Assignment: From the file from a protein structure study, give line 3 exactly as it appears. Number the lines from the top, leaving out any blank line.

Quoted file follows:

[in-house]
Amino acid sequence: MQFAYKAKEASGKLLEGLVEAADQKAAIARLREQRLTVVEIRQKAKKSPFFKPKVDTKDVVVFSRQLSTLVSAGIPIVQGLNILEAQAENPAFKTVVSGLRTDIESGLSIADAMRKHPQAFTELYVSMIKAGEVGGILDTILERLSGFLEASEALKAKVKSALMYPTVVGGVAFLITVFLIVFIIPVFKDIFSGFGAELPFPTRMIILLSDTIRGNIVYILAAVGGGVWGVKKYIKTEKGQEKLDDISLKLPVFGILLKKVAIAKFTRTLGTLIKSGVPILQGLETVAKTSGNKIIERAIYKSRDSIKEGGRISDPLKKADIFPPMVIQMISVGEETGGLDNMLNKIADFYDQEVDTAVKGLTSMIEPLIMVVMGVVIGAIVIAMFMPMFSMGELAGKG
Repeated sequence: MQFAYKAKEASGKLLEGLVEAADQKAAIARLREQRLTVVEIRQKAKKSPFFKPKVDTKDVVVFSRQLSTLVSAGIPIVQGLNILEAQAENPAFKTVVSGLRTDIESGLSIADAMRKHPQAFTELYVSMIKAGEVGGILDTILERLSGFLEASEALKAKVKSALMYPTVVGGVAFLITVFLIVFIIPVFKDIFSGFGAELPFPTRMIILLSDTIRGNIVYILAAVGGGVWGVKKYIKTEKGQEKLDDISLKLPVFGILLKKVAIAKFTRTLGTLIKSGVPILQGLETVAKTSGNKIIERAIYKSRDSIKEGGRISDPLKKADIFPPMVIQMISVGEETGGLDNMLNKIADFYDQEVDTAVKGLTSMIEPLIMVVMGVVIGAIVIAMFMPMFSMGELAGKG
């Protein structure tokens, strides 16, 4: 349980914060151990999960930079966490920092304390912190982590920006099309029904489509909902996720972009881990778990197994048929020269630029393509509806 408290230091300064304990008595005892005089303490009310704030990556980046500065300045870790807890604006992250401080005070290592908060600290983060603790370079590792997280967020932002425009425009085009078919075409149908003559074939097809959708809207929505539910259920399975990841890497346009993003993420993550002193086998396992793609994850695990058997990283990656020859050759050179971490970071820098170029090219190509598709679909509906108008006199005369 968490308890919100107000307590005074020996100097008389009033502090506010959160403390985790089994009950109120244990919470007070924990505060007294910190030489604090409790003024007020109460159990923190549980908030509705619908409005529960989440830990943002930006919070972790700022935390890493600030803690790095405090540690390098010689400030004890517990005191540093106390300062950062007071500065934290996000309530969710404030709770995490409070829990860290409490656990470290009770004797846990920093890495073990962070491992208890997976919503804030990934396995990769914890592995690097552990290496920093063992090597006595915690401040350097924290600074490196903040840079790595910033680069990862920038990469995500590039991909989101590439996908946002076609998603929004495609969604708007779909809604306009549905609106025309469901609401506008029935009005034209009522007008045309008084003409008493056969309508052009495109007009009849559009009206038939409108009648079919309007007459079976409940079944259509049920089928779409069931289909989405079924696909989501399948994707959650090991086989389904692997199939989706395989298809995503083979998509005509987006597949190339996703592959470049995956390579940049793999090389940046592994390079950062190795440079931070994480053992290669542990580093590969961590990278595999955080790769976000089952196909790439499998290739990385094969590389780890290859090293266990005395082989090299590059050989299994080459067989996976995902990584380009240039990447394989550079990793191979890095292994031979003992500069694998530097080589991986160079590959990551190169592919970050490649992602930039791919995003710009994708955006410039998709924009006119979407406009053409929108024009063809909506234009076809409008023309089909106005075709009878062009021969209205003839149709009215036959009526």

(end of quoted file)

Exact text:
Repeated sequence: MQFAYKAKEASGKLLEGLVEAADQKAAIARLREQRLTVVEIRQKAKKSPFFKPKVDTKDVVVFSRQLSTLVSAGIPIVQGLNILEAQAENPAFKTVVSGLRTDIESGLSIADAMRKHPQAFTELYVSMIKAGEVGGILDTILERLSGFLEASEALKAKVKSALMYPTVVGGVAFLITVFLIVFIIPVFKDIFSGFGAELPFPTRMIILLSDTIRGNIVYILAAVGGGVWGVKKYIKTEKGQEKLDDISLKLPVFGILLKKVAIAKFTRTLGTLIKSGVPILQGLETVAKTSGNKIIERAIYKSRDSIKEGGRISDPLKKADIFPPMVIQMISVGEETGGLDNMLNKIADFYDQEVDTAVKGLTSMIEPLIMVVMGVVIGAIVIAMFMPMFSMGELAGKG